Second Trimester Cases: The median GA at diagnosis was 17 (15-27) weeks. The median LBD was 39.5 mm (15- 120). 77.5% of the cases had other US findings besides megacystis at the first appeal or follow-up examinations. 45% of the cases had renal cortical impairment findings, and 60% of the patients had oligohydramnios/ anhydramnios. Severe polyhydramnios emerged in one fetus during the follow-ups. 40% of the cases had abnormal extraurinary system findings on ultrasound. 5 (15.6%) of the cases who opted for genetic investigations were diagnosed with aneuploidies, including trisomy 18 (3 cases), trisomy 21 (1 case), and trisomy 13 (1 case). Megacystis resolved in three cases, one of which reoccurred due to obstruction of the vesicoamniotic shunt implemented. The second one had a completely normal urinary tract in the follow-ups, and a healthy male baby was born at term. The third case was diagnosed with trisomy 18 and underwent TOP despite the resolution of megacystis. Perinatal outcomes of the fetuses diagnosed in the second trimester are shown in Table 3. When the prognostic criteria were assessed, oligohydramnios, earlier GA at diagnosis, and an increased LBD/BPD ratio were associated with perinatal/postnatal death or TOP (Table 5). The estimated cut-off of the LBD/BPD ratio for poor prognosis was 0.96 (Figure 1, Table 6).
Third Trimester Cases: Eight cases were detected in the third trimester and two were excluded. The mean gestational age at diagnosis was 33.2 2.6. The median LBD was 80 mm (34-90). One of the cases had oligohydramnios, and two had polyhydramnios on ultrasound. Two cases had a thin renal cortex due to hydroureteronephrosis, and one had dysplastic kidneys with cortical cysts. All of the fetuses were live-born. Four of them survived beyond infancy. One neonate had CDH in addition to PUV and died in the first week of life. The other case was scheduled for renal transplantation. However, he died after corrective surgery for the transposition of great arteries, which had been missed in prenatal examinations. Ultrasound findings, postnatal diagnoses, and prognosis are shown in Table 7.
Megacystis is an ultrasound finding with various underlying etiologies with various prenatal and postnatal outcomes.[3] Our study shows that the most common etiology is LUTO in all GAs. Second-trimester cases were significantly more related to LUTO than first-trimester cases (Table 2). The third-trimester group also had similar isolated uropathy rates with the second-trimester group. However, VUR was the most profound etiology, and no cases of complete LUTO were detected in this group (Table 1, 2). This was anticipated as complete LUTO usually  alerts the sonographer in earlier weeks with severe oligohydramnios. Both non-obstructive and obstructive uropathies can present megacystis with oligohydramnios in the second and third trimesters, depending on the degree of the pathology.[4]
Although the difference between the GA groups was not statistically significant, chromosomal abnormalities were more associated with the first trimester onset of megacystis. As the GA at diagnosis advances, chromosomal abnormalities occupy less part among underlying etiologies. In the study conducted by Bornes M. et al., the LUTO rate in the third-trimester megacystis cases was quite higher than in this study.[5] However, it was not stated in the methods whether the GA at diagnosis had been the week of the first appeal in their center or the first diagnosis had been made anywhere else before, for a particular pregnancy. Some cases of LUTO in the third-trimester group might have been diagnosed many weeks later than the first onset of sonographic findings. Only one third-trimester patient (the one with a diaphragmatic hernia with incomplete PUV) had missed her second trimester scan and had inadequate antenatal care in our study. She would probably had been diagnosed with LUTO in earlier gestational weeks with an earlier scan. Therefore, her GA group raises doubts. The remaining study group consisted of the pregnancies followed up in our center beginning from the first trimester. Thus, the GA groups could be established accurately in our study.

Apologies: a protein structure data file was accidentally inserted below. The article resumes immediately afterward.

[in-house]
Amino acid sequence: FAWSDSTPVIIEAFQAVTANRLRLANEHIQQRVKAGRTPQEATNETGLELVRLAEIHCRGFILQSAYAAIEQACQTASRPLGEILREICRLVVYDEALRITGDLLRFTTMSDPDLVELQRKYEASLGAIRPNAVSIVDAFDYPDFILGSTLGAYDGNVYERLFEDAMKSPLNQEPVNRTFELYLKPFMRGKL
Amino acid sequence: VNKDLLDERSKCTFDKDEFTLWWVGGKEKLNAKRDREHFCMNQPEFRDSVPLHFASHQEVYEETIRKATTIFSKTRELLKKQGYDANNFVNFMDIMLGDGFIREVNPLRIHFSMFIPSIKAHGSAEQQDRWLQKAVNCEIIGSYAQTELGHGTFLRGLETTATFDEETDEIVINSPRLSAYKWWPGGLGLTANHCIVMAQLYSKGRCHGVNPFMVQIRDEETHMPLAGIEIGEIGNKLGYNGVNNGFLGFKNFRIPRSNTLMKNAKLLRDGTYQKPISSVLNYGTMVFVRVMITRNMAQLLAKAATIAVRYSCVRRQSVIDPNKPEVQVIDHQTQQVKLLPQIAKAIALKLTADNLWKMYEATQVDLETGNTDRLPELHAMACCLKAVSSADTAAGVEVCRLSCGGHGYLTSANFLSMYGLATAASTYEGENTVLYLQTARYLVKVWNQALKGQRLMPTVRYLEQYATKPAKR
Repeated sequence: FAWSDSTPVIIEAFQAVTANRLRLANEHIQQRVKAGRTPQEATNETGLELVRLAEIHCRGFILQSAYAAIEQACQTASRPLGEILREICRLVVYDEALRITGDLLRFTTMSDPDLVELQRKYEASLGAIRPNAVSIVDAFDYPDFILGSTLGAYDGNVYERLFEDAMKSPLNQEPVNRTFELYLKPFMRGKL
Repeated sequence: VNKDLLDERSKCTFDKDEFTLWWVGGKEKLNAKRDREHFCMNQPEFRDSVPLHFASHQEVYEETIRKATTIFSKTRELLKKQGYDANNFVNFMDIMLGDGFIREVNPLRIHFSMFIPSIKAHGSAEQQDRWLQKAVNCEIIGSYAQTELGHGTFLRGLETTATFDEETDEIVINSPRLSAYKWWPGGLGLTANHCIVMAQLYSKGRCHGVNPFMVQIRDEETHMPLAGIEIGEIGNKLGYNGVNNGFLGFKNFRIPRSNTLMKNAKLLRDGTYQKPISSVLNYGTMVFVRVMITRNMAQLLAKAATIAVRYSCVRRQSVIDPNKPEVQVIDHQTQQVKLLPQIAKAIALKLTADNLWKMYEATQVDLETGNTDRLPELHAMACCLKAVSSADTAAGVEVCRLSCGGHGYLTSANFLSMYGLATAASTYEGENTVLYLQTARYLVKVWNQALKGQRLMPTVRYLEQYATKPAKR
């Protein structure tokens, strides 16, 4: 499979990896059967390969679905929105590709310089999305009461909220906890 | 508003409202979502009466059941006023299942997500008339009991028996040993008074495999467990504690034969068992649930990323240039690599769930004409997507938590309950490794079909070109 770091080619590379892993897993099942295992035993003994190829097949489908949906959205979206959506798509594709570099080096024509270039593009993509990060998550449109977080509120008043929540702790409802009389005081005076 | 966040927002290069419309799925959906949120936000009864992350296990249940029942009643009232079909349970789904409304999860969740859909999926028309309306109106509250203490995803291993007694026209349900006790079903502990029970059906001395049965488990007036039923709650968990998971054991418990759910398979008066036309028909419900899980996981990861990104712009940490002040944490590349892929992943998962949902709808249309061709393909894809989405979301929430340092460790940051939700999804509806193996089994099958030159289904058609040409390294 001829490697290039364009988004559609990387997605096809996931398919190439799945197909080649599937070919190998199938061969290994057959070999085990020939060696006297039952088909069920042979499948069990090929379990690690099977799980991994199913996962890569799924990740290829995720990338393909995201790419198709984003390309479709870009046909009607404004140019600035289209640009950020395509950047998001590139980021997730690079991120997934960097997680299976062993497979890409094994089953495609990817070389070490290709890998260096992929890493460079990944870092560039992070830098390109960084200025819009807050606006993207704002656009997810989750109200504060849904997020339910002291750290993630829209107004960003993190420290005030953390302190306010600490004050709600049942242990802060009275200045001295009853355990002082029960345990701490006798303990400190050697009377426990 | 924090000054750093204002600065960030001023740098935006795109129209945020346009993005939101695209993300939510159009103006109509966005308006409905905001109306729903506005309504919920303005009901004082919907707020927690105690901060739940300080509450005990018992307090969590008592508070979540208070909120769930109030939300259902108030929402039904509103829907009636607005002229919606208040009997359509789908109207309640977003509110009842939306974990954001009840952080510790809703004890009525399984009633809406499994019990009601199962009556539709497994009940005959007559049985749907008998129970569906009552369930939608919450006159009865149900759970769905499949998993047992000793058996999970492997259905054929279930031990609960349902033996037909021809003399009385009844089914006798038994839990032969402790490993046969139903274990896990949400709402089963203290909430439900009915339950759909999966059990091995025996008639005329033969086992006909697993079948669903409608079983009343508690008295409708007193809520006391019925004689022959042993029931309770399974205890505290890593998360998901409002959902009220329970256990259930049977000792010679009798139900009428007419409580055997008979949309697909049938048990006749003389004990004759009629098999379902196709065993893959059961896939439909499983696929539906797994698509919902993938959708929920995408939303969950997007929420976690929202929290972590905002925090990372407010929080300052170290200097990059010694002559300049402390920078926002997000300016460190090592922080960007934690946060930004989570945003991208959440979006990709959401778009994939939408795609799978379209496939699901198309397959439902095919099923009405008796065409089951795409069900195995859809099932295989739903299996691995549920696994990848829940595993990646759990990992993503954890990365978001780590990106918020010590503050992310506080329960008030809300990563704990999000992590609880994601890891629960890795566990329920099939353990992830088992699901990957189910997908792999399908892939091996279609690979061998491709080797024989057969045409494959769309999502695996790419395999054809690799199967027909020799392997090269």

The rate of extraurinary system abnormalities and chromosomal abnormalities were quite high (43.7% and 25%, respectively) in the first trimester compared to the other studies in the literature.[6] Indeed, these two results depend on each other as a recent study reported that isolated megacystis without any extraurinary ultrasound findings was not associated with aneuploidies.[7] We detected renal cortical impairment findings in 43.7% of the first-trimester pregnancies, all of which had LBD> 15 mm. Previous studies did not report clear data about the renal cortical impairment signs in the first trimester. Lesieur et al. detected abnormal renal cortical findings in 14.7% of the megacystis cases in the initial ultrasound.[7] The rate was increased to 65.5% in the second examination. Our higher rate in the first ultrasound can be related to our adherence to the systematic transvaginal ultrasound examination in all of these cases. Despite the quite close rates of sonographic renal impairment signs between the first-trimester and second-trimester groups, the rate of oligohydramnios in the second-trimester group doubled that of the first trimester. This is obviously secondary to the evolution of amniotic fluid dynamics through the gestational weeks.[8] This fact also explains why oligohydramnios was detected as a poor prognostic factor in the second-trimester group but not in the first-trimester group. Another well-defined prognostic factor in the first trimester was LBD in the literature.[9] As it may also vary between gestational weeks, LBD: CRL rate was suggested as a valuable prognostic factor.[6] This variability is expected to be more obvious in the second trimester. Therefore, we investigated whether the LBD: BPD ratio could be used to predict prognosis. We found that LBD: BPD ratio was significantly increased in the poor prognosis group, and we detected a cut-off value of 0.96. Undoubtedly, the second-trimester cases present more self-explanatory signs representing the underlying pathology when compared with the first-trimester cases. However, as the performance of prenatal ultrasound in explaining the pathology and prognosis is still a matter of debate, and various sonographic clinical scoring models are being suggested[4], we suggest that LBD: BPD can be implanted in these models and be employed for predicting the prognosis. This finding should be studied in future investigations with larger sample sizes.